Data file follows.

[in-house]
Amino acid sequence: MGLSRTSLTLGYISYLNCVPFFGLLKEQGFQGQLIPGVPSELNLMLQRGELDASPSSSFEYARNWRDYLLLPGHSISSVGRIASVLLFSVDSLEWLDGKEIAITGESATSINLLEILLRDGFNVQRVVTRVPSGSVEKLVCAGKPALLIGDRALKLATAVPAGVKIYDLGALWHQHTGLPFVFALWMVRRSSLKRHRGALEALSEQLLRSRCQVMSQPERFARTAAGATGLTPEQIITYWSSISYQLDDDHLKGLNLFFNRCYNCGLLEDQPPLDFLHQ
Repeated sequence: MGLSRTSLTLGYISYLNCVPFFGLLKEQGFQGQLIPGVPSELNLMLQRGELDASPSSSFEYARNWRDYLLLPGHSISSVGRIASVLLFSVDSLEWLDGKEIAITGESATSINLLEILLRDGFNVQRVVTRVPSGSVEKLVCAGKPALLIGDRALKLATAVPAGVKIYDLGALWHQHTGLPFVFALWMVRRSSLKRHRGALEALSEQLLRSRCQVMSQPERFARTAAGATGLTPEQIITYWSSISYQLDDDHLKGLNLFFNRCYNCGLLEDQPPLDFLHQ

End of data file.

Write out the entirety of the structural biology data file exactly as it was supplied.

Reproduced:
[in-house]
Amino acid sequence: MGLSRTSLTLGYISYLNCVPFFGLLKEQGFQGQLIPGVPSELNLMLQRGELDASPSSSFEYARNWRDYLLLPGHSISSVGRIASVLLFSVDSLEWLDGKEIAITGESATSINLLEILLRDGFNVQRVVTRVPSGSVEKLVCAGKPALLIGDRALKLATAVPAGVKIYDLGALWHQHTGLPFVFALWMVRRSSLKRHRGALEALSEQLLRSRCQVMSQPERFARTAAGATGLTPEQIITYWSSISYQLDDDHLKGLNLFFNRCYNCGLLEDQPPLDFLHQ
Repeated sequence: MGLSRTSLTLGYISYLNCVPFFGLLKEQGFQGQLIPGVPSELNLMLQRGELDASPSSSFEYARNWRDYLLLPGHSISSVGRIASVLLFSVDSLEWLDGKEIAITGESATSINLLEILLRDGFNVQRVVTRVPSGSVEKLVCAGKPALLIGDRALKLATAVPAGVKIYDLGALWHQHTGLPFVFALWMVRRSSLKRHRGALEALSEQLLRSRCQVMSQPERFARTAAGATGLTPEQIITYWSSISYQLDDDHLKGLNLFFNRCYNCGLLEDQPPLDFLHQ